<primitives:RadLegendControl LegendProvider="{Binding ElementName=Chart}">
            <primitives:RadLegendControl.ItemsPanel>
                <ItemsPanelTemplate>
                    <ItemsWrapGrid Orientation="Vertical"/>
                </ItemsPanelTemplate>
            </primitives:RadLegendControl.ItemsPanel>
            <primitives:RadLegendControl.ItemTemplate>
                <DataTemplate>
                    <StackPanel Orientation="Horizontal" Width="110">
                        <Ellipse Fill="{Binding Fill}" Stroke="{Binding Stroke}"
                                 StrokeThickness="1" Width="10" Height="10"/>
                        <TextBlock Text="{Binding Title}" Foreground="{Binding Fill}"
                                   Margin="10" />
                    </StackPanel>
                </DataTemplate>
            </primitives:RadLegendControl.ItemTemplate>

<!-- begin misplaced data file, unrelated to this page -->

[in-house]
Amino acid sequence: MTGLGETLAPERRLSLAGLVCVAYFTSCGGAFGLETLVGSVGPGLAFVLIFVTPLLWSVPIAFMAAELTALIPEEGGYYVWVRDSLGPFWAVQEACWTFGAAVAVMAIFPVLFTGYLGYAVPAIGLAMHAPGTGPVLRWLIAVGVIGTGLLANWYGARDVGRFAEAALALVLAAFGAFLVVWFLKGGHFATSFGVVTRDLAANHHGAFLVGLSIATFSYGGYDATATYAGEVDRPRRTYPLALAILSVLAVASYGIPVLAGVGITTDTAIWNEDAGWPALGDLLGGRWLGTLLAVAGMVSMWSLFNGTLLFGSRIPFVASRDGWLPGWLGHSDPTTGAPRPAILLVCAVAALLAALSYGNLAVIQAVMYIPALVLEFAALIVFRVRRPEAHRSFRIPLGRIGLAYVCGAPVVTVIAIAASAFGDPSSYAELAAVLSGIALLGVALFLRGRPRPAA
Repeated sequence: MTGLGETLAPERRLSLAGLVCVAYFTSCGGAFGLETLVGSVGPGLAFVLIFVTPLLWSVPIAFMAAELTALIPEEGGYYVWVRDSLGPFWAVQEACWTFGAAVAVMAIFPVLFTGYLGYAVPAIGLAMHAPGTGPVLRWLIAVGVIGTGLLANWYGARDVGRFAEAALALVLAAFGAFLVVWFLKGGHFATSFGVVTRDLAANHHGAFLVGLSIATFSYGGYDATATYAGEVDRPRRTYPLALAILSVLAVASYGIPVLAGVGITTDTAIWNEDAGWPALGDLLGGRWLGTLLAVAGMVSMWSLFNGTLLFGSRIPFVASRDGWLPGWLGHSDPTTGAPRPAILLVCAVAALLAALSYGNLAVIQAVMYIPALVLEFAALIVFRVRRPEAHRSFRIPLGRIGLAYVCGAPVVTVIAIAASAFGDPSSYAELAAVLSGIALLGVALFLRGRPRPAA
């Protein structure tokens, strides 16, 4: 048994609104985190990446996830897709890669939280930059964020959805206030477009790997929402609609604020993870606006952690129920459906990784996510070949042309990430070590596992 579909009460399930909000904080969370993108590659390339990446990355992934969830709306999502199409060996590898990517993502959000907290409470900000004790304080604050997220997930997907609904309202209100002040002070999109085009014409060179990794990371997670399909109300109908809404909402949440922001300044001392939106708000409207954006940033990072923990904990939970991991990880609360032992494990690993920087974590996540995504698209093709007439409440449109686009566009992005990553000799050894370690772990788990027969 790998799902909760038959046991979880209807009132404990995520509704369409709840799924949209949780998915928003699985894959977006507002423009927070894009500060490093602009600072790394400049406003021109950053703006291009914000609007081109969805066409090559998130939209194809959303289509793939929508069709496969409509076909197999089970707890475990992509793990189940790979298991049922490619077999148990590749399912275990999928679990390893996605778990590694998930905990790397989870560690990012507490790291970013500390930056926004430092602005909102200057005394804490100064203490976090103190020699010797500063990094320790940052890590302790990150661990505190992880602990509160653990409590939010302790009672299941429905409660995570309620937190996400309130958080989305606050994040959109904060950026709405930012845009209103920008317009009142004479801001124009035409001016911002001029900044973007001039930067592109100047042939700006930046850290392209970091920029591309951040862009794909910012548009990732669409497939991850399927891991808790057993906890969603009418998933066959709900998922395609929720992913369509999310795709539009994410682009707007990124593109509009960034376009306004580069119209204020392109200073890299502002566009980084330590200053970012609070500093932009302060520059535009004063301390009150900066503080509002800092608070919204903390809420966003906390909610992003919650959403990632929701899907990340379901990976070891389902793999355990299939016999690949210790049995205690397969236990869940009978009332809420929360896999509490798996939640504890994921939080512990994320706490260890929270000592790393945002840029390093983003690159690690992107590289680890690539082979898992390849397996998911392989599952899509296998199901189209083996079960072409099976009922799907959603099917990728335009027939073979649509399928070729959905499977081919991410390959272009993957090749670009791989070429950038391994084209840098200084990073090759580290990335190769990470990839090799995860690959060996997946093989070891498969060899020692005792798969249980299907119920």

</primitives:RadLegendControl>
    </Grid>
</UserControl>

We are adding a RadPieChart with a PieSeries in it. This PieSeries has the ItemsSource property set to the ViewModel’s CustomersByCountry property. Its values are set to the NumCustomers property and the Legends are set to the country names. To add a legend, we must add a RadLegendControl and set its LegendProvider property bound to the chart. The ItemsPanel property is set to a ItemsWrapGrid, in a way that the items span to a new column if there is no available space at the bottom. The labels of the legend have the same color of the pie.

Now, we must add the new view to the main view. I’ve chosen to replace the log view with this new view, In MainPage.xaml, put this code: